What’s the difference between an expense and a liability and can something be a liability and an expense? e.g. wages liability and wages expense

Let’s use superannuation as an example because you can have superannuation expense and superannuation liability.

What’s the difference?

With an expense is something that is spent by your business

For example, rent is an expense. You might pay $200 for the right to use a premises for a week. Once you pay that money and you stay in the premises for a week, that’s it. You money gets you what you pay for and you don’t get something that can be used as an ongoing thing e.g. like a computer.

What’s a liability then? A liability is what you owe someone. Something that you’re going to have to pay. E.g. with superannuation you keep some money behind (collect it) and the total collected is a liability that you’ll have to pay to someone, most likely the superannuation fund.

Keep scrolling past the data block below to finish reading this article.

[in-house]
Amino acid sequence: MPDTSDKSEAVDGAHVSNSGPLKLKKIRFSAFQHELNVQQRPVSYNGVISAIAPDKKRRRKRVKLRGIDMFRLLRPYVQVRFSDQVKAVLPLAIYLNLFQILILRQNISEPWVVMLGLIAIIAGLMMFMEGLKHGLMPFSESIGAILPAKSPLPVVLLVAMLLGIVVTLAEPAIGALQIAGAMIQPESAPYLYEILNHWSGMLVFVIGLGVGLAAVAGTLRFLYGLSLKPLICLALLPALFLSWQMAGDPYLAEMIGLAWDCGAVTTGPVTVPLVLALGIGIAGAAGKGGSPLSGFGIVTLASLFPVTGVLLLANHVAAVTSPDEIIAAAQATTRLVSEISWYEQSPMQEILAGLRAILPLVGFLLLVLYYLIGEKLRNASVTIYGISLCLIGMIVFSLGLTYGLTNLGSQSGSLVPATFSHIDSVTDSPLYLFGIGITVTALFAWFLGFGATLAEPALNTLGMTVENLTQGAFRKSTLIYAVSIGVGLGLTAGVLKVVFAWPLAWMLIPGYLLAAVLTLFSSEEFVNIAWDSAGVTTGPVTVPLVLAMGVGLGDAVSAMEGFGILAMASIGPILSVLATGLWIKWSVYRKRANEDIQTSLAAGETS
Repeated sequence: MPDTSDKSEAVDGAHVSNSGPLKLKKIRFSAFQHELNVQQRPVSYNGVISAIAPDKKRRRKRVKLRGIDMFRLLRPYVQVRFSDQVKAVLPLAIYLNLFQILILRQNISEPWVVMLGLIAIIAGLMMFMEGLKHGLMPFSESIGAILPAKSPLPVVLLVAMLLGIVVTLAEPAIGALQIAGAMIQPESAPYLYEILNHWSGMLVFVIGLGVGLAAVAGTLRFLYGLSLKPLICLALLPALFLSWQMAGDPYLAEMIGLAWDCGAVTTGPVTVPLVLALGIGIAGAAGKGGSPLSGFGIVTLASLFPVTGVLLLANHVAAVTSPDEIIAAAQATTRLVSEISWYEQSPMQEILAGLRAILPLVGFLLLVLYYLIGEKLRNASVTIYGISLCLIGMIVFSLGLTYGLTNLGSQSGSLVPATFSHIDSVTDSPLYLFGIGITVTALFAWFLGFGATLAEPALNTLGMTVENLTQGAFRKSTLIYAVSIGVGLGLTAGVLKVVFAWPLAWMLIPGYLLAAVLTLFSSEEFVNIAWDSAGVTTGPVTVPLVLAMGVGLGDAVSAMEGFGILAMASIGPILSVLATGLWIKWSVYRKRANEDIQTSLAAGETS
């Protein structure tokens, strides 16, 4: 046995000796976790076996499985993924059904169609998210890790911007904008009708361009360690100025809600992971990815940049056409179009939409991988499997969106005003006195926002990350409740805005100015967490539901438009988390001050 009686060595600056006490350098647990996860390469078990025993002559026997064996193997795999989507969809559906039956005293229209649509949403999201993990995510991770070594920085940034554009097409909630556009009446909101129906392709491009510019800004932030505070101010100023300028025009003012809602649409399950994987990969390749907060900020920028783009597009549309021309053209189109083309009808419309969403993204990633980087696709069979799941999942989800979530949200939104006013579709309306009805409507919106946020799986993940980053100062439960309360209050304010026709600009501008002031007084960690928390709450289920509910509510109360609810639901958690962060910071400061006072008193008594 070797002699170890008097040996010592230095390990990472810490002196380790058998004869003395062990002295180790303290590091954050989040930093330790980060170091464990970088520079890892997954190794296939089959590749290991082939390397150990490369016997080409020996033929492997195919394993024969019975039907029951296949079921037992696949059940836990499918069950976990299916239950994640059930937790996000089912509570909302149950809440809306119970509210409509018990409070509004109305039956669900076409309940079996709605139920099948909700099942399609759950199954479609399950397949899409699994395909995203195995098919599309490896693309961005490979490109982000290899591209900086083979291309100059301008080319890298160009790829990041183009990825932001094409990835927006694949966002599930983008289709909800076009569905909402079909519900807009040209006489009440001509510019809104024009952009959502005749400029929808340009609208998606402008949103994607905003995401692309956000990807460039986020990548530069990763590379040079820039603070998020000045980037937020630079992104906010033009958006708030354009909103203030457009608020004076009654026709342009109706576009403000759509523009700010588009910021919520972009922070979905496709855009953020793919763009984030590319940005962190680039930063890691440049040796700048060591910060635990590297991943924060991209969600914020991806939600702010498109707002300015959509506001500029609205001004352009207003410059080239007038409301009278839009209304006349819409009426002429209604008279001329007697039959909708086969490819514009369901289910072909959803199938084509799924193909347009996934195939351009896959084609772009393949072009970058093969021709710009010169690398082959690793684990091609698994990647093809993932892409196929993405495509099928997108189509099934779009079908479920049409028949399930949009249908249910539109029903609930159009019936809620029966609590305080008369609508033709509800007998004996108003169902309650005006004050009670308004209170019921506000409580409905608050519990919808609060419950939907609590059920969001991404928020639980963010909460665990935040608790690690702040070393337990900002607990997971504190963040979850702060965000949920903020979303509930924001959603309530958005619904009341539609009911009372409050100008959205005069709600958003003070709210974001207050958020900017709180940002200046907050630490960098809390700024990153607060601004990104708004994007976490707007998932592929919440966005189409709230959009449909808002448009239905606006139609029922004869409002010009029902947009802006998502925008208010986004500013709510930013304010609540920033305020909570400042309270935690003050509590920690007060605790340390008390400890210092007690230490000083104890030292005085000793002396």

Can something (the same thing) be both a liability and an expense. Yes it can.

It’s something in the weird world of double entry bookkeeping (just a fancier way of saying, how things are organised and recorded in accounting).

Here’s a diagram below of how accounting can record superannuation expense and liability at the same time (see how you need two sides for the record keeping - a debit and credit - the in and out).

See how superannuation is recorded as an expense (because it’s a cost for the business as part of hiring someone) and whether or not the expense has been paid determines whether it’s been recorded as a liability or not.

Next: Part 6 - Superannuation, PAYG Withheld & Payment Summaries

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